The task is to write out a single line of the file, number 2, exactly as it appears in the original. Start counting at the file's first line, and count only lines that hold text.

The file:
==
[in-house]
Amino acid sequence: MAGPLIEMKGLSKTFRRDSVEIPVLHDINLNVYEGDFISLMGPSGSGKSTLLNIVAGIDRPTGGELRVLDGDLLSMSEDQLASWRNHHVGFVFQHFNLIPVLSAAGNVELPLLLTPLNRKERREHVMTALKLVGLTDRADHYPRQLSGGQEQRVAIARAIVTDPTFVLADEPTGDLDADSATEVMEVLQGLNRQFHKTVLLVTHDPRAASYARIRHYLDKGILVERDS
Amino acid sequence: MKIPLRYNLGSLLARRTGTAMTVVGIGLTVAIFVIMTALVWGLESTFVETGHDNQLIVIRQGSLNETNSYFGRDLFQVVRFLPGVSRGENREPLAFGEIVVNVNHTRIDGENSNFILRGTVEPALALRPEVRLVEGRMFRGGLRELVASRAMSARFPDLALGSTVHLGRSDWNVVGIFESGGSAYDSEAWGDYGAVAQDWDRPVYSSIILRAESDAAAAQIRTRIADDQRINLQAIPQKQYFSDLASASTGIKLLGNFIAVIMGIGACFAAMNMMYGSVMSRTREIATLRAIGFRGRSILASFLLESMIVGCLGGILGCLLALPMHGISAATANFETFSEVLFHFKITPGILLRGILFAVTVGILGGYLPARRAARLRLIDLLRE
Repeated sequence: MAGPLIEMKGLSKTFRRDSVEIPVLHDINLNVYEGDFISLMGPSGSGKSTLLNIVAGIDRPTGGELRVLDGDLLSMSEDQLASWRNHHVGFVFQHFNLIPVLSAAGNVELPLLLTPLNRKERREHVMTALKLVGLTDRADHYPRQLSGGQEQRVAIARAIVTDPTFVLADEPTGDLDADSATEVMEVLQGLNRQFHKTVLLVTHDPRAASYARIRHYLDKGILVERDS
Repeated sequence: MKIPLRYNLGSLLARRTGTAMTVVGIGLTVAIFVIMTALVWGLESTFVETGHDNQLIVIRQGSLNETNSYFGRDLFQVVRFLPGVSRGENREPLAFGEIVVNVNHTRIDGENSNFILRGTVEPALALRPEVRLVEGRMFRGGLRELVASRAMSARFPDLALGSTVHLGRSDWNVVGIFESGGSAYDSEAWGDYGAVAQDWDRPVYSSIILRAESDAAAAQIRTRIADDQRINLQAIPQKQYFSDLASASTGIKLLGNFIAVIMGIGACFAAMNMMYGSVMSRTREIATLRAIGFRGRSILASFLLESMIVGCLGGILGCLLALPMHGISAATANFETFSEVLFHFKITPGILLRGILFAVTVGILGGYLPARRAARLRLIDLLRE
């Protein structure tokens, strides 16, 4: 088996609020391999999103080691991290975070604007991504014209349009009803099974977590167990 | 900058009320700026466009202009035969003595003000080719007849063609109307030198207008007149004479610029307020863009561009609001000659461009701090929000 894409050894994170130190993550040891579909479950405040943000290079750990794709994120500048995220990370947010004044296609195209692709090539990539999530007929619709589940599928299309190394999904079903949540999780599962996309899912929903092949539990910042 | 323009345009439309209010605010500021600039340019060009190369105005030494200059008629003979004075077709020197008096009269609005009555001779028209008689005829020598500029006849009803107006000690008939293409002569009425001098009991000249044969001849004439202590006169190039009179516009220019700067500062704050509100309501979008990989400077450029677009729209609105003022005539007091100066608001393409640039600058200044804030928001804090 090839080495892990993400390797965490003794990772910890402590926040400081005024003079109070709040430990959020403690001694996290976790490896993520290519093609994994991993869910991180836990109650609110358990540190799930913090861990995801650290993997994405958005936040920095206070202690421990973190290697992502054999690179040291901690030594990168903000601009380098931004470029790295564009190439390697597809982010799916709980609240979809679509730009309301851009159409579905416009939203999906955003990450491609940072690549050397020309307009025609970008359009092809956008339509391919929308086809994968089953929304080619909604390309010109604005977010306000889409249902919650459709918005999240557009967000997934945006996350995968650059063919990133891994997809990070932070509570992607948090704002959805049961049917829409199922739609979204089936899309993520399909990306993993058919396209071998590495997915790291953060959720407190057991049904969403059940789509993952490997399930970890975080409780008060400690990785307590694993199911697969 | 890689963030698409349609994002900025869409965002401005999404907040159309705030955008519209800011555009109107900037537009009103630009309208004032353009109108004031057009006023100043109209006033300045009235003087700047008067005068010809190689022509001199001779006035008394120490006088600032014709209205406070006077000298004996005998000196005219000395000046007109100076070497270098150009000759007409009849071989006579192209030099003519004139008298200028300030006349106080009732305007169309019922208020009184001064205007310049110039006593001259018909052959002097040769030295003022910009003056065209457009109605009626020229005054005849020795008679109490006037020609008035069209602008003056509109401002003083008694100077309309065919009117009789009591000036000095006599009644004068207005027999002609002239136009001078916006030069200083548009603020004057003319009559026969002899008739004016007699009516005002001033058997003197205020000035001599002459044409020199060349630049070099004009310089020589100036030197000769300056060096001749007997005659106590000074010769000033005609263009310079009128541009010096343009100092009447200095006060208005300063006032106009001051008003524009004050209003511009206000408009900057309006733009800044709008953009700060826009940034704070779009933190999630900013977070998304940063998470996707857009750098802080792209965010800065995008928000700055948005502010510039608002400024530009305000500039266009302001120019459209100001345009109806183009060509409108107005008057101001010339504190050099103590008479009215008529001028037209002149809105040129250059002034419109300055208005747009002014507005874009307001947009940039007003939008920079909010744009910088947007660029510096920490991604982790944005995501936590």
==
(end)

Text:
Amino acid sequence: MAGPLIEMKGLSKTFRRDSVEIPVLHDINLNVYEGDFISLMGPSGSGKSTLLNIVAGIDRPTGGELRVLDGDLLSMSEDQLASWRNHHVGFVFQHFNLIPVLSAAGNVELPLLLTPLNRKERREHVMTALKLVGLTDRADHYPRQLSGGQEQRVAIARAIVTDPTFVLADEPTGDLDADSATEVMEVLQGLNRQFHKTVLLVTHDPRAASYARIRHYLDKGILVERDS